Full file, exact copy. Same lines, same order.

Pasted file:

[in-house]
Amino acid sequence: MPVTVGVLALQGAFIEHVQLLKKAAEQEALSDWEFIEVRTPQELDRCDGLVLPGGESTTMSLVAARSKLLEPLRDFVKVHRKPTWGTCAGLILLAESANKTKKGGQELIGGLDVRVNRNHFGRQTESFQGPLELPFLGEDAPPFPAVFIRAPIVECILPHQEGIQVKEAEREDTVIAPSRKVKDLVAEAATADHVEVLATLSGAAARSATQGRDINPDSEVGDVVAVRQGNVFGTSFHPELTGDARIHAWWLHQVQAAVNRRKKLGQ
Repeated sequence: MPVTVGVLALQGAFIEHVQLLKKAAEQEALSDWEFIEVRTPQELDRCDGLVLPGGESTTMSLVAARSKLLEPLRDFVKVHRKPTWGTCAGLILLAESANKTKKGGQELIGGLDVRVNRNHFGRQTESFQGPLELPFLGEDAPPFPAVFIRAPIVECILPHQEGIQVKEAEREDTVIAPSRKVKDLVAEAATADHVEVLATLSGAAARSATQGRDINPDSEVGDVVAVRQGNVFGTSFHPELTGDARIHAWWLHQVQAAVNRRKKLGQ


[in-house]
Amino acid sequence: MPVTVGVLALQGAFIEHVQLLKKAAEQEALSDWEFIEVRTPQELDRCDGLVLPGGESTTMSLVAARSKLLEPLRDFVKVHRKPTWGTCAGLILLAESANKTKKGGQELIGGLDVRVNRNHFGRQTESFQGPLELPFLGEDAPPFPAVFIRAPIVECILPHQEGIQVKEAEREDTVIAPSRKVKDLVAEAATADHVEVLATLSGAAARSATQGRDINPDSEVGDVVAVRQGNVFGTSFHPELTGDARIHAWWLHQVQAAVNRRKKLGQ
Repeated sequence: MPVTVGVLALQGAFIEHVQLLKKAAEQEALSDWEFIEVRTPQELDRCDGLVLPGGESTTMSLVAARSKLLEPLRDFVKVHRKPTWGTCAGLILLAESANKTKKGGQELIGGLDVRVNRNHFGRQTESFQGPLELPFLGEDAPPFPAVFIRAPIVECILPHQEGIQVKEAEREDTVIAPSRKVKDLVAEAATADHVEVLATLSGAAARSATQGRDINPDSEVGDVVAVRQGNVFGTSFHPELTGDARIHAWWLHQVQAAVNRRKKLGQ